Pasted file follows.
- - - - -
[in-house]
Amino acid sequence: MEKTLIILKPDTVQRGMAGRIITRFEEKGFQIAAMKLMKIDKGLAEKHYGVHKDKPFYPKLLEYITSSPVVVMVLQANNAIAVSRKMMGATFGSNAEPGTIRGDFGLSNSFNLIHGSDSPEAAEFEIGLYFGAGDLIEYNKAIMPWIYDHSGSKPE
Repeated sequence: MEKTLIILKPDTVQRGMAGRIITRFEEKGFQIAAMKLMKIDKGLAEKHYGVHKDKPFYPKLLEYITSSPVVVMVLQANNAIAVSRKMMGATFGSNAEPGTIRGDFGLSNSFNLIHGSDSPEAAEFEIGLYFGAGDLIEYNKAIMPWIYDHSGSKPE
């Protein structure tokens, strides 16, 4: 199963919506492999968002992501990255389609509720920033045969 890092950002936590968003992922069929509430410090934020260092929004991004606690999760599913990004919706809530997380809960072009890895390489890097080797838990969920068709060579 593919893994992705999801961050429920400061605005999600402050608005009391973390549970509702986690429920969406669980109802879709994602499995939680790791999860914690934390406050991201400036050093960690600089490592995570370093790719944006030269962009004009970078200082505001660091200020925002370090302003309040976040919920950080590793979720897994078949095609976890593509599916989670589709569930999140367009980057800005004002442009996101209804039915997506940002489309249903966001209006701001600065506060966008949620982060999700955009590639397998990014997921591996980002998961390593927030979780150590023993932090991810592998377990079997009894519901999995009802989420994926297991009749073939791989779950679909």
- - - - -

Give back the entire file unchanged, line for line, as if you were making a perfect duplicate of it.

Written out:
[in-house]
Amino acid sequence: MEKTLIILKPDTVQRGMAGRIITRFEEKGFQIAAMKLMKIDKGLAEKHYGVHKDKPFYPKLLEYITSSPVVVMVLQANNAIAVSRKMMGATFGSNAEPGTIRGDFGLSNSFNLIHGSDSPEAAEFEIGLYFGAGDLIEYNKAIMPWIYDHSGSKPE
Repeated sequence: MEKTLIILKPDTVQRGMAGRIITRFEEKGFQIAAMKLMKIDKGLAEKHYGVHKDKPFYPKLLEYITSSPVVVMVLQANNAIAVSRKMMGATFGSNAEPGTIRGDFGLSNSFNLIHGSDSPEAAEFEIGLYFGAGDLIEYNKAIMPWIYDHSGSKPE
């Protein structure tokens, strides 16, 4: 199963919506492999968002992501990255389609509720920033045969 890092950002936590968003992922069929509430410090934020260092929004991004606690999760599913990004919706809530997380809960072009890895390489890097080797838990969920068709060579 593919893994992705999801961050429920400061605005999600402050608005009391973390549970509702986690429920969406669980109802879709994602499995939680790791999860914690934390406050991201400036050093960690600089490592995570370093790719944006030269962009004009970078200082505001660091200020925002370090302003309040976040919920950080590793979720897994078949095609976890593509599916989670589709569930999140367009980057800005004002442009996101209804039915997506940002489309249903966001209006701001600065506060966008949620982060999700955009590639397998990014997921591996980002998961390593927030979780150590023993932090991810592998377990079997009894519901999995009802989420994926297991009749073939791989779950679909």